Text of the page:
Reitze and his team have uncovered hundreds of pueblo sites, as well as well as large pithouse villages from what is known as the basketmaker period of 2,000 to 3,000 years ago. They have found a wide variety of rock art and artifacts such as spear points, ceramics, and knives and other tools fashioned from the area's petrified wood.

The finds provide a better understanding of how people survived and thrived in the region over the years.

"We're getting a much better idea of how people really dealt with their environment and lived in this area," Reitze said. "It's pretty hot, it's dry, there are no trees, but there was a pretty significant population of people who were able to live there. So with every site that we record, with every bit of data, we learn a little bit more about how people lived in this kind of region and worked together."

While some artifacts are recorded and left in place, others become part of the park's museum collection for future study. Visitors to the park, which welcomes about 800,000 tourists a year, can see some of the artifacts in behind-the-scenes tours.

As park archaeologist, Reitze also works with tribal neighbors, assesses the impact of construction projects on the park and communicates archaeological findings to the public, through tools such as signage, educational videos, handouts and exhibits.

"I really like finding new stuff, and I like working with people to show that stuff to other people and show them how neat and unique this is. I love that part of my job," he said.

Reitze also is working to set up a future UA field school at the park.

He became interested in archaeology as a child growing up in Colorado. His family took summer vacations to Utah, where he became fascinated with rock art and pueblo sites.

Before coming to the UA to complete his doctorate, he earned his undergraduate degree from the University of New Mexico and his master's from Colorado State University.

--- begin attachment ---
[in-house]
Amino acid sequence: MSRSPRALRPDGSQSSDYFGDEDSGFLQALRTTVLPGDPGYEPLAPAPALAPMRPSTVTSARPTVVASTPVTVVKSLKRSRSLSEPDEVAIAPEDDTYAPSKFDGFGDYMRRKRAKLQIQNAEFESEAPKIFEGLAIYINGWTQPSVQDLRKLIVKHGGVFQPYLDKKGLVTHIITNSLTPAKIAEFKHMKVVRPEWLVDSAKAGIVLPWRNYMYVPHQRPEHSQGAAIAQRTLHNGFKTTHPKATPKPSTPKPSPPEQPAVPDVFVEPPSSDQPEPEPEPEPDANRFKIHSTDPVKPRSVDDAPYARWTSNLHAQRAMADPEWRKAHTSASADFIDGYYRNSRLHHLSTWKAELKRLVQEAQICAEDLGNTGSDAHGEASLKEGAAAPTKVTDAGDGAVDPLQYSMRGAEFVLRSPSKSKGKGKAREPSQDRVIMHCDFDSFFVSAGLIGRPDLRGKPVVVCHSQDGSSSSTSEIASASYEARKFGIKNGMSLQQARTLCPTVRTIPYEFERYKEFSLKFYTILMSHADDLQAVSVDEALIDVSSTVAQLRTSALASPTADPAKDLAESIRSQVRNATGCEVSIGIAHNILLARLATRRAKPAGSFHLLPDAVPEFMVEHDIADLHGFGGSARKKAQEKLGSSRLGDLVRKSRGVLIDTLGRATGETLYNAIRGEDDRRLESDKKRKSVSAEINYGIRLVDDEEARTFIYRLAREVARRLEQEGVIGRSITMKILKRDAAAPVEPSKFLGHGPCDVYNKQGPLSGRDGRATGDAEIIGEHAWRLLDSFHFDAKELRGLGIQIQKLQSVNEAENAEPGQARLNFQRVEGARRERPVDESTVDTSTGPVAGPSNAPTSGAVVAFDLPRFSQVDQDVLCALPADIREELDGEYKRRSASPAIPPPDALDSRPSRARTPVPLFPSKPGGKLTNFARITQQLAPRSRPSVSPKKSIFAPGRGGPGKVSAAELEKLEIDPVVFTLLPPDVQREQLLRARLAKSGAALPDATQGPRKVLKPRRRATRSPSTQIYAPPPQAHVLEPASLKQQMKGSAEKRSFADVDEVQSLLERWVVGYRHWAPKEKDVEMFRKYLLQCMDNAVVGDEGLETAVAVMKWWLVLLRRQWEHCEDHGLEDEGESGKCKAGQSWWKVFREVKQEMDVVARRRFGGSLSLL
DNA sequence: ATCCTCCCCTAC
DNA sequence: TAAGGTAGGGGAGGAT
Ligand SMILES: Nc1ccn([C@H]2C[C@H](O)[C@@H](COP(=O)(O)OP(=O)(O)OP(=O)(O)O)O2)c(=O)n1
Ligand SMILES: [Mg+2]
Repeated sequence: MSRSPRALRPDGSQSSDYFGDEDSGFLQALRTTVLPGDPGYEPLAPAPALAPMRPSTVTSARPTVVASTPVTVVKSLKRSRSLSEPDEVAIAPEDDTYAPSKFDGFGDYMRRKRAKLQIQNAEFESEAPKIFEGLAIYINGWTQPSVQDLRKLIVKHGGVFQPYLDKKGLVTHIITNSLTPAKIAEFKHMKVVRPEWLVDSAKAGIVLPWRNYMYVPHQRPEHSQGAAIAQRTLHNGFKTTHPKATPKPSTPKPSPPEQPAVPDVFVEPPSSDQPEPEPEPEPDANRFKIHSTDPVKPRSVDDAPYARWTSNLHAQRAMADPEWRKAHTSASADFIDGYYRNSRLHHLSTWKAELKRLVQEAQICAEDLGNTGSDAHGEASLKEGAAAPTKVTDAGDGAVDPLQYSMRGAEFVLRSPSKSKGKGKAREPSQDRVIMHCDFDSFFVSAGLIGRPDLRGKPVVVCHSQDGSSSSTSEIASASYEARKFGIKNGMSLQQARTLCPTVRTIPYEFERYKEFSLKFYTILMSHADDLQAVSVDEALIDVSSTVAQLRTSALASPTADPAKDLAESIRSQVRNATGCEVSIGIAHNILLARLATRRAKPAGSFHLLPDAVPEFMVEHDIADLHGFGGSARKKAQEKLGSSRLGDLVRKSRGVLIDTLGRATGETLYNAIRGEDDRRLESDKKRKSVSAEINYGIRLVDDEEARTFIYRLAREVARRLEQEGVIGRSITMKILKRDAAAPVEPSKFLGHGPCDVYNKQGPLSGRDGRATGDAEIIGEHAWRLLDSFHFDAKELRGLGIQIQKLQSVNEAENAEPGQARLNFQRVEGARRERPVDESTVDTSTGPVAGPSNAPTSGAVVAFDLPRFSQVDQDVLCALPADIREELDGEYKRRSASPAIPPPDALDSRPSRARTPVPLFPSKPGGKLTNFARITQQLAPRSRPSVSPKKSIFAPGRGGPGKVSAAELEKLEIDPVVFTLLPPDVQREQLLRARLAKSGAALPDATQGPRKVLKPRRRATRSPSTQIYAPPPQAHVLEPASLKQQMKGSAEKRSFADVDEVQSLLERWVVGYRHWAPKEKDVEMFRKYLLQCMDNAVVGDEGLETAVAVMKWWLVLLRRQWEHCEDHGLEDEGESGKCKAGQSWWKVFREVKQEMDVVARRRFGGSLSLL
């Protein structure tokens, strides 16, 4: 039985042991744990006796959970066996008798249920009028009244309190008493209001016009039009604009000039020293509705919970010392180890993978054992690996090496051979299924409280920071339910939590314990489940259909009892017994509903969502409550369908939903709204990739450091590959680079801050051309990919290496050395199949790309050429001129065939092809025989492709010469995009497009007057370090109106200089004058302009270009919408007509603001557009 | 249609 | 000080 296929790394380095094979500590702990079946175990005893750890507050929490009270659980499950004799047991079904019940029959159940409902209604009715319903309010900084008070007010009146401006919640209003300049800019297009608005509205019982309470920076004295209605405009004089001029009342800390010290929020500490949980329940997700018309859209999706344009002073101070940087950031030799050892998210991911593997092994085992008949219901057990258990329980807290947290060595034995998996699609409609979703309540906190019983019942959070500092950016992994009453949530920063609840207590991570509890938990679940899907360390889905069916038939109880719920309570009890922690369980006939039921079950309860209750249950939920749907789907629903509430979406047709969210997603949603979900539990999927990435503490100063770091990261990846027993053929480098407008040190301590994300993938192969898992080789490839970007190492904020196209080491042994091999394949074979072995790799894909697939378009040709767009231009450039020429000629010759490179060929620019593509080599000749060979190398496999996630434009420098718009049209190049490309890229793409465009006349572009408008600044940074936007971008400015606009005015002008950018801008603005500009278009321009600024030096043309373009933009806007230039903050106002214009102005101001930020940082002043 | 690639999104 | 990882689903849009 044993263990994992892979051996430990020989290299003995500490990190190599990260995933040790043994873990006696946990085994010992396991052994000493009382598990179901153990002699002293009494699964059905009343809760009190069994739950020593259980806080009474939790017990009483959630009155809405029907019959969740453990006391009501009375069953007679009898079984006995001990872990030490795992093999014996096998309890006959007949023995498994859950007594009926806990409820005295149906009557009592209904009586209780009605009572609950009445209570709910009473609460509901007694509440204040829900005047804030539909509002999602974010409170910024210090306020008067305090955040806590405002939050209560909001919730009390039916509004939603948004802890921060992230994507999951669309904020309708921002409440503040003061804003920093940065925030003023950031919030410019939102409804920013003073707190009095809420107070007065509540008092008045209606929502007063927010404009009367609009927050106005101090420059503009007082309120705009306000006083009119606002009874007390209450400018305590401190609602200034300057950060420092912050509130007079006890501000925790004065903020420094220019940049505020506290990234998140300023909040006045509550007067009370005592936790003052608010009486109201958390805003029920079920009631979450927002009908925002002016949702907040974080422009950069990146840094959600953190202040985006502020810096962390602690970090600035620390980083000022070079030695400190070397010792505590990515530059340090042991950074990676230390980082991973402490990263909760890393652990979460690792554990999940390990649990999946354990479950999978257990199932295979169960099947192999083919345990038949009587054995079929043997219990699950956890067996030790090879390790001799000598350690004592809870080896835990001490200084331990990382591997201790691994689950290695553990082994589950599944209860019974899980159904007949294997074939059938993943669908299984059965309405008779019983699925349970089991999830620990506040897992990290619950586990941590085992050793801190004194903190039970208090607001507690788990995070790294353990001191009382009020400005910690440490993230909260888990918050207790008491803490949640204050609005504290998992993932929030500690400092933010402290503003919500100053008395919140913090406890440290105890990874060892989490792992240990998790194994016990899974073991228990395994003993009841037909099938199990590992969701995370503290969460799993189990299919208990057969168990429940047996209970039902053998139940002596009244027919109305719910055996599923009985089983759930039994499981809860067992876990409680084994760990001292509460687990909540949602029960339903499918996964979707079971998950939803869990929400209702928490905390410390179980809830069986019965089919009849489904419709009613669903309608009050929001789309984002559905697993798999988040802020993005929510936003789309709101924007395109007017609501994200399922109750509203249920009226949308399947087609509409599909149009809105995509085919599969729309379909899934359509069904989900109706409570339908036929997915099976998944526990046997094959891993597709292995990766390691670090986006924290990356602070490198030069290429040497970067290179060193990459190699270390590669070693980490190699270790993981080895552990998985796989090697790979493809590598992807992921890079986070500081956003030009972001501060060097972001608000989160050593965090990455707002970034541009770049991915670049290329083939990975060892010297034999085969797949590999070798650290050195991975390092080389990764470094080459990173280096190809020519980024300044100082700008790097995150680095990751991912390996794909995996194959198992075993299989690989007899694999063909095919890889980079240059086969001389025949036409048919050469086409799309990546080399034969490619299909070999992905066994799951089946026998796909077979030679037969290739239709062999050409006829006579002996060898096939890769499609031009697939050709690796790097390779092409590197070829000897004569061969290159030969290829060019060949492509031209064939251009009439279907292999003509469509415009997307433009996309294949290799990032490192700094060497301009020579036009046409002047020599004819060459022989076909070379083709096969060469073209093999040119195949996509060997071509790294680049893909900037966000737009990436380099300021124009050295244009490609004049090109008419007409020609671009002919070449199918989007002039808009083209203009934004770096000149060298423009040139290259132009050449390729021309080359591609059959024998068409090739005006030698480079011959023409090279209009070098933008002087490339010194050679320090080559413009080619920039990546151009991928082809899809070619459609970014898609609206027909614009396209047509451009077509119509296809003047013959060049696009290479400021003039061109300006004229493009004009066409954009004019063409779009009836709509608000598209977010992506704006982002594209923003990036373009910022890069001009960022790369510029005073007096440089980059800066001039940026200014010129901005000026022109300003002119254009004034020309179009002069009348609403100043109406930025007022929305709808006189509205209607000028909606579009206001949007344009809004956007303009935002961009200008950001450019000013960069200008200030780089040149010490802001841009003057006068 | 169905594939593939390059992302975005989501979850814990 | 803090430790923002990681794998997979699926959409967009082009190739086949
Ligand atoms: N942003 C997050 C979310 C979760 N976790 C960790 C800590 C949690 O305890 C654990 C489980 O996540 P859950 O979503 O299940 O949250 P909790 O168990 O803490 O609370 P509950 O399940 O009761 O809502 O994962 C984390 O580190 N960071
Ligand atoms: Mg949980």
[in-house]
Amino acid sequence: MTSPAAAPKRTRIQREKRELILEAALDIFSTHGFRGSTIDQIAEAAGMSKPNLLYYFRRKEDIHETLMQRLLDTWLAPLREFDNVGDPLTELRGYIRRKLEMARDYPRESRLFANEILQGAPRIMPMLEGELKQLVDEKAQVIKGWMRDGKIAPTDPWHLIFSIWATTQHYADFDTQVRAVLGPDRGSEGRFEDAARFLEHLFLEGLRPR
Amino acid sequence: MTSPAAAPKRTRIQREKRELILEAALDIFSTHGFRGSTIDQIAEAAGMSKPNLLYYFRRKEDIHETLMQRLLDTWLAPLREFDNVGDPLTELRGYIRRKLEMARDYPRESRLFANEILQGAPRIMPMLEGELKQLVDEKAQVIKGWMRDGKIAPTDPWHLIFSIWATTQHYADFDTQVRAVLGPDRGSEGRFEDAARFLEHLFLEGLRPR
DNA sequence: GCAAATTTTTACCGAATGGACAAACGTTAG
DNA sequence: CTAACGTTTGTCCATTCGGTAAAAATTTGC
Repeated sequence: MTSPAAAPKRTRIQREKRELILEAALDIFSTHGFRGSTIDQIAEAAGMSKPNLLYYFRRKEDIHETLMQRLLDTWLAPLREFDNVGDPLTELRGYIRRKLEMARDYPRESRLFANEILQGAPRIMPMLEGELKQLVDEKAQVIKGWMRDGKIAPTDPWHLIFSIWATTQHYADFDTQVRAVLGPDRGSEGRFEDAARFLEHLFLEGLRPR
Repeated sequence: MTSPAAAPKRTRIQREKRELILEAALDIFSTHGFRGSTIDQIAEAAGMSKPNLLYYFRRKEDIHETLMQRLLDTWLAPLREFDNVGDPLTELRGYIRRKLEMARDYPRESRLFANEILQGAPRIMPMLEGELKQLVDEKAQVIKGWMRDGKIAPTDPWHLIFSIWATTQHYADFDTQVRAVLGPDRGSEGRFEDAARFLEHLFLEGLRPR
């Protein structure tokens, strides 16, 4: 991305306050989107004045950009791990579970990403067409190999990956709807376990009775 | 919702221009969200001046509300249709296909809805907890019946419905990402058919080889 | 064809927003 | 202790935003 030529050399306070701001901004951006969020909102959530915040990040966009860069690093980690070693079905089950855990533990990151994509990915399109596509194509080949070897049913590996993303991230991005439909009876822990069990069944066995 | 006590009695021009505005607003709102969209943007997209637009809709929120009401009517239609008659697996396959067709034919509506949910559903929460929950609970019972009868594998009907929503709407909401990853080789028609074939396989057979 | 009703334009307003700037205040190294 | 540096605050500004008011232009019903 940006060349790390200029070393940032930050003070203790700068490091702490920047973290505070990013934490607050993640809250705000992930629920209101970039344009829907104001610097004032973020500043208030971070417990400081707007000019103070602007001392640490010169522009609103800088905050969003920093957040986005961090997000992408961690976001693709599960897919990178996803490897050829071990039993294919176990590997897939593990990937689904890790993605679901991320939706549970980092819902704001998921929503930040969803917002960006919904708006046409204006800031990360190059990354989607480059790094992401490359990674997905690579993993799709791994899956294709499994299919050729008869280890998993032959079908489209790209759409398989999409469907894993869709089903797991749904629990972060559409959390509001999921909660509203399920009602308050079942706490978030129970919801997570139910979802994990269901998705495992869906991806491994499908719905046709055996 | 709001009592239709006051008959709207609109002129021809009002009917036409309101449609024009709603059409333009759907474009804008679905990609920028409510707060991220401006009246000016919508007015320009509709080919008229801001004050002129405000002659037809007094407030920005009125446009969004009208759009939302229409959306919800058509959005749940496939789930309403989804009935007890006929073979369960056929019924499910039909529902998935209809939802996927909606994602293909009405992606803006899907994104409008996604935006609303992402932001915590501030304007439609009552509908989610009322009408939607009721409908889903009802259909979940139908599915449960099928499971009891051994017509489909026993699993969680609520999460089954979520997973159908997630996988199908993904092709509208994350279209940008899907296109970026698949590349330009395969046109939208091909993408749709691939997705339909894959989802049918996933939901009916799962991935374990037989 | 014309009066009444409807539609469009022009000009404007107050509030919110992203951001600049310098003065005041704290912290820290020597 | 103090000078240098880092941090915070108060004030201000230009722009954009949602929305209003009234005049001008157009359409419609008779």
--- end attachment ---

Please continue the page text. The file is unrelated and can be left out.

He landed the park archaeologist gig — a student position — through the federal Pathways job program, which connects college students and recent graduates with career opportunities in federal service. He lives on site in park housing and is the park's only full-time archaeologist.

In addition to his day job, Reitze continues to work on his UA degree. Twice a month, he makes the five-hour drive to Tucson and sets up shop in the UA's Haury anthropology building to work on his dissertation, which focuses on Paleo Indian populations in central New Mexico.

Reitze's plan is to complete his degree at the end of the fall semester and transition into a full-time permanent position with the National Park Service.

In the meantime, he will continue to balance his work as a UA student with his work at Petrified Forest National Park.

"We're trying to change the whole image of the Petrified Forest," he said. "We were one of the earliest national monuments, in 1906, and we're really trying to show the government and show the public that there's a lot going on up there, and part of that is to bring archaeologists in to start interpreting and researching and showing people what's happening."


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Alexis Blue

UA University Relations – Communications